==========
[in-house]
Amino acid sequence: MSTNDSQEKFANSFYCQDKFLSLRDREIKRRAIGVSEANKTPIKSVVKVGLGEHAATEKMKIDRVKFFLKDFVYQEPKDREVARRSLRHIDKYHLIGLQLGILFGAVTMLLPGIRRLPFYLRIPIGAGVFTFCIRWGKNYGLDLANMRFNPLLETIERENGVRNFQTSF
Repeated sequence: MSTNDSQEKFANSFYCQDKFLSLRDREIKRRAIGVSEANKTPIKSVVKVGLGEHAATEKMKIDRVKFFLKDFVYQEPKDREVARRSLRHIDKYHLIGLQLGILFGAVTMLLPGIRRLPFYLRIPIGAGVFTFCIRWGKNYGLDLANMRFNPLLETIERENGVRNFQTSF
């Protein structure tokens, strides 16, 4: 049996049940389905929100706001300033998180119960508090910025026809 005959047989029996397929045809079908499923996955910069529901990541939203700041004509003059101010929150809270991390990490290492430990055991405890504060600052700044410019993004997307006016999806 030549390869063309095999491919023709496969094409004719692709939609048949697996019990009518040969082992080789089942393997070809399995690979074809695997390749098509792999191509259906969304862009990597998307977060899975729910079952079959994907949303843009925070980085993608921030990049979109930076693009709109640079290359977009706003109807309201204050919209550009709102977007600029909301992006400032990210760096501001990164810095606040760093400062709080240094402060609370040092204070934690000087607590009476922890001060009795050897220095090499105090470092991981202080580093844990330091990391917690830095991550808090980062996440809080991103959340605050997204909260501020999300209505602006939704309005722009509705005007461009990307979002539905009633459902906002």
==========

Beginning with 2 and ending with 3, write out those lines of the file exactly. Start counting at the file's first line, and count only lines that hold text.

Amino acid sequence: MSTNDSQEKFANSFYCQDKFLSLRDREIKRRAIGVSEANKTPIKSVVKVGLGEHAATEKMKIDRVKFFLKDFVYQEPKDREVARRSLRHIDKYHLIGLQLGILFGAVTMLLPGIRRLPFYLRIPIGAGVFTFCIRWGKNYGLDLANMRFNPLLETIERENGVRNFQTSF
Repeated sequence: MSTNDSQEKFANSFYCQDKFLSLRDREIKRRAIGVSEANKTPIKSVVKVGLGEHAATEKMKIDRVKFFLKDFVYQEPKDREVARRSLRHIDKYHLIGLQLGILFGAVTMLLPGIRRLPFYLRIPIGAGVFTFCIRWGKNYGLDLANMRFNPLLETIERENGVRNFQTSF